The playful way to figure out the universe


YOUNG ADULT FICTION: Edda,By Conor Kostick, O’Brien Press, 384pp. €9.99

AT A TIME when so much young adult fiction seems determined to shock its readers with its sensationalism or bore them with its banalities, it is refreshing to read a novel that steers well clear of both tendencies. Conor Kostick’s Edda, the concluding volume of the trilogy now known as the Avatar Chronicles, is such a book.

Far from patronising its audience, its themes, structure and allusions will make many demands of them, their reward coming in the form of enhanced insights into the social and political entanglements of the world of which they will soon become adult citizens. That these insights are conveyed in a narrative typified by dramatic encounters and populated by a richly varied cast of colourful characters, human and otherwise, is an enjoyable bonus.

As implied by the titles of the individual novels in his trilogy – Epic, Sagaand Edda– Kostick is well aware of the significance of ancient myth, legend and folk tale in the creation of his own fictions. He does not, however, merely incorporate these resonances as some sort of literary backdrop. Rather, by setting the action of his plots in the fantasy domains of an electronic video-game-playing world, he combines classical and contemporary modes of telling into a striking demonstration of the continuation and playfulness of story itself. As Penelope, the teenage heroine of Edda, comes to realise, playfulness is the characteristic “crucial to being human”, and it is an important element in his endorsement of this humanity that Kostick emphasises the centrality of story, old and new.

Where Penelope’s own story is concerned, the essential point is that, in the virtual world of Edda, she has spent almost her entire life under the domination of Lord Scanthax, its megalomaniac ruler. Valuable to him because, as her avatar, Princess, she has the ability to “script” the weapons he will need to pursue his militaristic ambitions, she finds herself, as she moves from childhood to adolescence, beginning to rebel against her role and to realise the full implications of being simply “a useful resource that he keeps under control”.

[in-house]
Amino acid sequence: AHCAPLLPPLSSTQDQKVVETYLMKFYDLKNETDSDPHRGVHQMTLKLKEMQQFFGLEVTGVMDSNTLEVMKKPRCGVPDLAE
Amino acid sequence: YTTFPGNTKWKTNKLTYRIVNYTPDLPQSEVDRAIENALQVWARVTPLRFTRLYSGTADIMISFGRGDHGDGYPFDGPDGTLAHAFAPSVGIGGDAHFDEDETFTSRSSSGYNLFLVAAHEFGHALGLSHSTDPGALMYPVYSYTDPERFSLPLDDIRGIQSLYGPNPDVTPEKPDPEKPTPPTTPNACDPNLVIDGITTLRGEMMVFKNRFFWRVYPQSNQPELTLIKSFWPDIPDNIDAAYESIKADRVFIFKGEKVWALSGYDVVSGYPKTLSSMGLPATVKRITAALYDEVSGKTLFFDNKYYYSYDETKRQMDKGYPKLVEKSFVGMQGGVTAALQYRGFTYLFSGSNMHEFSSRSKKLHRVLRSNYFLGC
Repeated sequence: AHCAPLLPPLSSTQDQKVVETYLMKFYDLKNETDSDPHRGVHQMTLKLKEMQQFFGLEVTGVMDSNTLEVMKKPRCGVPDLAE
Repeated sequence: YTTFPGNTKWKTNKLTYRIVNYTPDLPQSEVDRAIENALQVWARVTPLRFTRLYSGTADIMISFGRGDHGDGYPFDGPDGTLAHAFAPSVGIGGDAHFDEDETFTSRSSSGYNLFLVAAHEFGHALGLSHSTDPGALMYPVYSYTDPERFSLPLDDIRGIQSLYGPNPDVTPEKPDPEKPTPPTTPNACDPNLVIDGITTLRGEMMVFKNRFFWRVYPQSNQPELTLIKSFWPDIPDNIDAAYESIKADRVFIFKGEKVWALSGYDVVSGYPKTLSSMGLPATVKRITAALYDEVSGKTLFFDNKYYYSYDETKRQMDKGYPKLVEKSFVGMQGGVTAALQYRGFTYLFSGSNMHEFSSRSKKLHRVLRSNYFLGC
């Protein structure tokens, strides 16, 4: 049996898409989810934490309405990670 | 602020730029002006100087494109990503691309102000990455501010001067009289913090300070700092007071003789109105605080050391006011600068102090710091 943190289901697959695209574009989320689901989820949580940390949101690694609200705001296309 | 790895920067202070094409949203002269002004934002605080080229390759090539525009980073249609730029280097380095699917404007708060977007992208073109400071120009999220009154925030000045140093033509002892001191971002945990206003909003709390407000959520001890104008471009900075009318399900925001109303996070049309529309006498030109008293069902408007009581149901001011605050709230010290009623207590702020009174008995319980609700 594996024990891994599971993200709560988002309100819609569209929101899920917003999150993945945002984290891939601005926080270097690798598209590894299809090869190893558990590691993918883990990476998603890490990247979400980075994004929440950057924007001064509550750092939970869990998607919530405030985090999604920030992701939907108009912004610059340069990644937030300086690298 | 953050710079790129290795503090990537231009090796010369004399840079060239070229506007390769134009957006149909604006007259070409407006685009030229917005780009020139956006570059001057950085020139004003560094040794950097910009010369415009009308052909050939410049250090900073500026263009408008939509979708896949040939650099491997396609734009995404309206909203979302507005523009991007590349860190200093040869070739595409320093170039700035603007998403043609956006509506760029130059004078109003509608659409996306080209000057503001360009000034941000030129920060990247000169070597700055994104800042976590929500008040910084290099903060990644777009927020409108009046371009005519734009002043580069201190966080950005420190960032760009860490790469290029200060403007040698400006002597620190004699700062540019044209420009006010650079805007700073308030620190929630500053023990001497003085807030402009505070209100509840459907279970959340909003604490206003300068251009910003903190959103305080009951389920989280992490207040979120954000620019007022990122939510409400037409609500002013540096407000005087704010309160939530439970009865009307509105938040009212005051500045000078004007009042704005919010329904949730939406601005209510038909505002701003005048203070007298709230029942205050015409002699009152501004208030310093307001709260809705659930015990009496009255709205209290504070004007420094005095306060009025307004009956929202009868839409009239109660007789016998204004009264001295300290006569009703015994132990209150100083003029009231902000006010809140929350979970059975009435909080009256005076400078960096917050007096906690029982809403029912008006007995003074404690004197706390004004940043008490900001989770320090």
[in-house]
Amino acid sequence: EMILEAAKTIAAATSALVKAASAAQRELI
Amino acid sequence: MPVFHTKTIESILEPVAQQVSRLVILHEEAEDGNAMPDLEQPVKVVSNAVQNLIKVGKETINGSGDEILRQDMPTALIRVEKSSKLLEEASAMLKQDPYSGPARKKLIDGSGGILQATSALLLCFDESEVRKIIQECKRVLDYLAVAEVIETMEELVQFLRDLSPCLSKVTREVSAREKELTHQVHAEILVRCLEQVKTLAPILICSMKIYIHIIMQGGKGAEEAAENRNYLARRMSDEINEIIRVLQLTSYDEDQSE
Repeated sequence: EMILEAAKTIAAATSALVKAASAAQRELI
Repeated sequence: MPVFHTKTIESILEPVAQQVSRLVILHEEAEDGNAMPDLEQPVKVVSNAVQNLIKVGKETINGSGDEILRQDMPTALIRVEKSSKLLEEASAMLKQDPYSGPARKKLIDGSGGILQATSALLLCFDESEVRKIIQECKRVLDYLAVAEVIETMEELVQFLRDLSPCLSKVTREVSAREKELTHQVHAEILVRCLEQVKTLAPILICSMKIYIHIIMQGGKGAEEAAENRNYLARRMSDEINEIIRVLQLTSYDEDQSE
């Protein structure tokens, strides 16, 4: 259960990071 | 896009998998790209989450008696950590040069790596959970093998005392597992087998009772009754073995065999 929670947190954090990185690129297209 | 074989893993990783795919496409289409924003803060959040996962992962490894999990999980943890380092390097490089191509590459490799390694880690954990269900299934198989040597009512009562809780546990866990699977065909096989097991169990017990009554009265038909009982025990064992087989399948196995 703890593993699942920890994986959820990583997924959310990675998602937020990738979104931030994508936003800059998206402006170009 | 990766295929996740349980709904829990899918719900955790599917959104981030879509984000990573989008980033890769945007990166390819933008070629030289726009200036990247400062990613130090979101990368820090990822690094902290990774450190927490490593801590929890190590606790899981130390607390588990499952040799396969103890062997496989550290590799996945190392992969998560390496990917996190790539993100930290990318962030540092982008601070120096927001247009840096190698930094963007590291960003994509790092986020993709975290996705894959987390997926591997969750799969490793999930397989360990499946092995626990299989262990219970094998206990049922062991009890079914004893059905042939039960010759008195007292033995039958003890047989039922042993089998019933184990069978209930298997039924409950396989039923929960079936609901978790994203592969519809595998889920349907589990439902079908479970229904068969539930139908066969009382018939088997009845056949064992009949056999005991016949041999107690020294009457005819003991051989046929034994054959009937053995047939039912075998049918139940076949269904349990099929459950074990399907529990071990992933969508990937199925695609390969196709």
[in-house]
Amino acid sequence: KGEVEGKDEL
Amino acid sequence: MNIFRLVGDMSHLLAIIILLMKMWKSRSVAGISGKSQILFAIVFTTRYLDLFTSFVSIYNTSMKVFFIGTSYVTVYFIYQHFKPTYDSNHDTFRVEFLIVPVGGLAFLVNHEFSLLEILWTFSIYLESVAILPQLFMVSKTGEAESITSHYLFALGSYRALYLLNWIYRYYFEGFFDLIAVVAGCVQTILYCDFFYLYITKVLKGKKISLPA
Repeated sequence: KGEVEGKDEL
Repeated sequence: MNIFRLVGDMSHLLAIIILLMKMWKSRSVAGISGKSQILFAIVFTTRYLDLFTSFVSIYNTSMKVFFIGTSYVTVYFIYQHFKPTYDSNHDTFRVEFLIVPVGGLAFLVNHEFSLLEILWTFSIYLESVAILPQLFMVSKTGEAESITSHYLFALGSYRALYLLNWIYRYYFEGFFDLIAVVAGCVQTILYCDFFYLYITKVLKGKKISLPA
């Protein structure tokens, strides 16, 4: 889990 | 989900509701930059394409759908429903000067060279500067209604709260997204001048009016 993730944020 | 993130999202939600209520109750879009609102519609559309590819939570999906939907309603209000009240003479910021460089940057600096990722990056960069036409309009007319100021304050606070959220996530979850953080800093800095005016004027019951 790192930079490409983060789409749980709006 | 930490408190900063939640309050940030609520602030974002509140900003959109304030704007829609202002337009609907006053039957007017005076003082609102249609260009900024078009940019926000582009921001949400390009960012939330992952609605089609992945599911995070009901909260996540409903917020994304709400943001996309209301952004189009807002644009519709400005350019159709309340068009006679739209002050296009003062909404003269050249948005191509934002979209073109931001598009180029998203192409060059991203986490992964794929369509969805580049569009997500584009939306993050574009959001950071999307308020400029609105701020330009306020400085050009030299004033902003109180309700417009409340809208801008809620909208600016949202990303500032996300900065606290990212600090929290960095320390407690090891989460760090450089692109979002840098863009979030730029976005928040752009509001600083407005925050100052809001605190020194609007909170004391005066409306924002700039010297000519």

The young woman’s determination to throw off that control and to piece together the truth of her personal history provides the material for what becomes an extremely poignant quest for selfhood. “A human child,” she informs Scanthax towards the end of her quest, “yearns for someone to love. I gave that love to you and you neither noticed nor cared.”

Earlier, when Scanthax is concentrating on plans for his conquest of the contiguous world of Saga, Penelope’s involvement leads to her destiny becoming intertwined with the fortunes of a group of young idealists keen to thwart his intentions. Some of Kostick’s most engaging writing is to be found in his descriptions of the adventures of this group and in his delineation of their individual characters. His portrayal of the boy called Milan (“Who would choose to live in a world without good punk bands?”) is particularly impressive, not least his touching account of the circumstances in which Milan bids farewell to his friends. It is also in describing their adventures, whether on land, on sea or in the air, that Kostick most overtly makes playful use of at least one classical source, The Odyssey, one magical episode following another in quick succession.

One of Milan’s friends, Athena, says to him at one point: “We have to understand the fundamentals first; we have to figure out what is happening to us, what the universe we live in is really like.” It is a reasonably succinct summary of at least one of the goals of adolescence, especially perhaps of one lived in our digitally aware age. The games people play, literally and metaphorically, are complex, and Kostick’s novel offers a challenging initiation into the rules and conventions.

Robert Dunbar is a commentator on children’s books and reading